Phone Cards

Phone Cards

US Local Calls Europe Phone Card India Phone Cards
Phone Cards | Best Rates | Call US | Country Codes | Cell Phone Cards

How Prepaid Phone Cards Work
Phone Cards
Best Rates
Country Codes
USA Calls
Europe Phone Card
India Phone Cards


United States Phone Cards USA 0.9
Australia Phone Cards Australia 1.1
Brazil Phone Cards Brazil 1.9
Canada Phone Cards Canada 0.9
China Phone Cards China 1.1
France Phone Cards France 1.3
German Phone Cards Germany 1.3
indian Phone Cards India 1.9
Italy Phone Cards Italy 1.4
Japan Phone Cards Japan 2.1
Mexico Phone Cards Mexico 1.8
Philippines Phone Cards Philippines 8.4
Poland Phone Cards Poland 0.25
Romania Phone Cards Romania 2.4
Russia Phone Cards Russia 2.2
Spain Phone Cards Spain 1.2
UK Phone Cards UK 0.9


Most prepaid phone cards comes with a
  • Toll Free Access Telephone Number.
  • Personal identification number (PIN).


Prepaid phone card companies have computers that use your PIN to keep track of your card usage like... how much phone time you have on your card in minutes or units.

To make a phone call, you dial the access number, enter your PIN, and at the voice prompt, enter the phone number of the party you're trying to reach. The voice prompt tells you how much time or how many units you have left on your card, and how to use other features your card may offer. Typically, each unit equals one domestic minute.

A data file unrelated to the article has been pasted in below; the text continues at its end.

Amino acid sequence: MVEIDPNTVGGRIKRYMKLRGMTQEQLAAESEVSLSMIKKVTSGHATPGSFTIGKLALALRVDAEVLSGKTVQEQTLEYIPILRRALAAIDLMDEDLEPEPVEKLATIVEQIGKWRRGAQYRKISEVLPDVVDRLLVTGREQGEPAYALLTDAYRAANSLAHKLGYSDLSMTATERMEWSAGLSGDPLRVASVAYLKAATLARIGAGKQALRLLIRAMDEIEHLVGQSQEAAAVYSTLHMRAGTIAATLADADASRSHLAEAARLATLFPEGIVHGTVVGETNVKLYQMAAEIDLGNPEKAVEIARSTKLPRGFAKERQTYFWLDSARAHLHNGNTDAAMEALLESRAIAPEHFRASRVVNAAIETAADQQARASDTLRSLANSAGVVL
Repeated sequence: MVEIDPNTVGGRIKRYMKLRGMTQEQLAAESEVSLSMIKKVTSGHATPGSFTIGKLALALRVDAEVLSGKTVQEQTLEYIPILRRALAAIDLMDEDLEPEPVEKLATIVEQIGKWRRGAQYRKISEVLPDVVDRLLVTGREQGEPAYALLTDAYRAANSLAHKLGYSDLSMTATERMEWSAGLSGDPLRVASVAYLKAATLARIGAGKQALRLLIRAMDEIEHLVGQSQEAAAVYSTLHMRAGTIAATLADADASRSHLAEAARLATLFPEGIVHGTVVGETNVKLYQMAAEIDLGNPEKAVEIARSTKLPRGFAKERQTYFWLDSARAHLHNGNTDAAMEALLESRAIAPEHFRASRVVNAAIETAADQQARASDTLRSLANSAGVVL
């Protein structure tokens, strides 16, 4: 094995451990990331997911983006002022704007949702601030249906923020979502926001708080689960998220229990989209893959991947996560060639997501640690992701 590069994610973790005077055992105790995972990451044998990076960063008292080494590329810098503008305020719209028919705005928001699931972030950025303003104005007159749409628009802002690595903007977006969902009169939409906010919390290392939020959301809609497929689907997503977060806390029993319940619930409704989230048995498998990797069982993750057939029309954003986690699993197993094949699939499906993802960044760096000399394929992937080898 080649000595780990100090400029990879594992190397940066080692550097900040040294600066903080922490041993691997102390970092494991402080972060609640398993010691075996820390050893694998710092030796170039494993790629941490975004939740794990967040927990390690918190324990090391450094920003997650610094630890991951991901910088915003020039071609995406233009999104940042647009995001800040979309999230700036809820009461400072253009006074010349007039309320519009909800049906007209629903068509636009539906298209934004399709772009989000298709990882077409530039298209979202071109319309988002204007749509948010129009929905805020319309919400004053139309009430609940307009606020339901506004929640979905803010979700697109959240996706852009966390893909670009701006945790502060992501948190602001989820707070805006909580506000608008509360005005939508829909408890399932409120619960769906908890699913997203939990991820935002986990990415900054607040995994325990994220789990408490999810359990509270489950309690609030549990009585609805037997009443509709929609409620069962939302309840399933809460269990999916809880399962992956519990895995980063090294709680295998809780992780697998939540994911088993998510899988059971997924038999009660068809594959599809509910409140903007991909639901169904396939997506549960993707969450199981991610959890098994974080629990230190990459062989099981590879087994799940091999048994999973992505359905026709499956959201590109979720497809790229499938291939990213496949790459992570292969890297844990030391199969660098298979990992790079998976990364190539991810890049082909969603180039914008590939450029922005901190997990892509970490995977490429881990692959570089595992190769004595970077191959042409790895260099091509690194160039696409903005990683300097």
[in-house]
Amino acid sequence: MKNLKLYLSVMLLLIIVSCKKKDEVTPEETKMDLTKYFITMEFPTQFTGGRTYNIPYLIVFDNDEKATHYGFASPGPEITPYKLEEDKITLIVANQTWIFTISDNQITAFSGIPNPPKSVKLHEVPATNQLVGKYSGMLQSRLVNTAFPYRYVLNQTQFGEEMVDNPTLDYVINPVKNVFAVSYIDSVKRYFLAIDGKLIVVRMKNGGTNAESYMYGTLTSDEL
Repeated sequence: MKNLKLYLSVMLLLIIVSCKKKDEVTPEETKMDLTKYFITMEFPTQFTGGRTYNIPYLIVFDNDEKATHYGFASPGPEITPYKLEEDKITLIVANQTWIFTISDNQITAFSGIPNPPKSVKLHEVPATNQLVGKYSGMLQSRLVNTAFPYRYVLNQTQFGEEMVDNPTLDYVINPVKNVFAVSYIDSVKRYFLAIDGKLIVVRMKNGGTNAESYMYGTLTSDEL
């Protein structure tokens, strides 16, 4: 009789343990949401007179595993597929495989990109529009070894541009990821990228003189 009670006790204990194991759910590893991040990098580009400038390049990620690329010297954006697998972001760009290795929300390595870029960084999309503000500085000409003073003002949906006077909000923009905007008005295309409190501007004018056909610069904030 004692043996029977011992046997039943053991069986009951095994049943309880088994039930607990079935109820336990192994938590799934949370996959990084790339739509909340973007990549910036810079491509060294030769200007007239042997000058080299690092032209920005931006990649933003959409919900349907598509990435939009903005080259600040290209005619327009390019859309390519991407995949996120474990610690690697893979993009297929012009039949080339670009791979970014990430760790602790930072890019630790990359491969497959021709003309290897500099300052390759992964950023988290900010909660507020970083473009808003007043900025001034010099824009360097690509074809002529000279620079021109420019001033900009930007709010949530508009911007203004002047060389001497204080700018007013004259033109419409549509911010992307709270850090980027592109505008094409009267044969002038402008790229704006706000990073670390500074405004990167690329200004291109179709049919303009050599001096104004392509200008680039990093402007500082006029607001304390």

If your prepaid phone card can't be recharged - that is, if you can't buy additional minutes by phone for the card - you'll need to buy another card once you've used up the time or minutes.

Dialing Instructions from USA
Domestic calls: Dial 1 + area code + telephone number.
International calls: Dial 011 + Country Code + City Code + local number.



Select your Phone Card


Generally carriers and resellers can issue their own prepaid phone cards; but if they don't issue the cards, they're not likely to be responsible for any problems you may have.

When you buy a pre-paid phone card from a store, it's important to remember that you've bought a telephone service, not a product. The store doesn't control the quality of the service. To make sure you're getting what you've paid for, you may want to buy a small denomination first to test out the service, and check with friends or relatives to find out their experience with the card.

Users can avoid many of these problems associated with prepaid cards - and buy considerable peace of mind - by planning ahead. Although many prepaid phone cards are impulse purchases, you can preempt disappointment by checking out a few things in advance:

  • Look for the rate for domestic and international calls. These rates may vary depending on where you call.
  • The prepaid phone card industry is highly competitive. Beware of very low rates, particularly for international calls. They generally indicate poor customer service.
  • Look for disclosures about surcharges, monthly fees, per-call access, and the like, in addition to the rate-per-minute or unit. Some cards add a surcharge to the first minute of use. Others charge an activation fee for recharging cards.
  • Check on expiration dates. Most cards expire one year after first use. If there is no expiration date, a card usually is considered "live" until all phone time is used.
  • Look for a Toll free customer service number. If the customer service number isn't Toll free or displayed, it may be difficult to contact the company if you have a problem with the card. A busy signal on the customer service line may be a tip off to a rip off.
  • Be sure the card comes with instructions that you understand.
  • Ask friends and relatives for references on the card you're thinking of buying.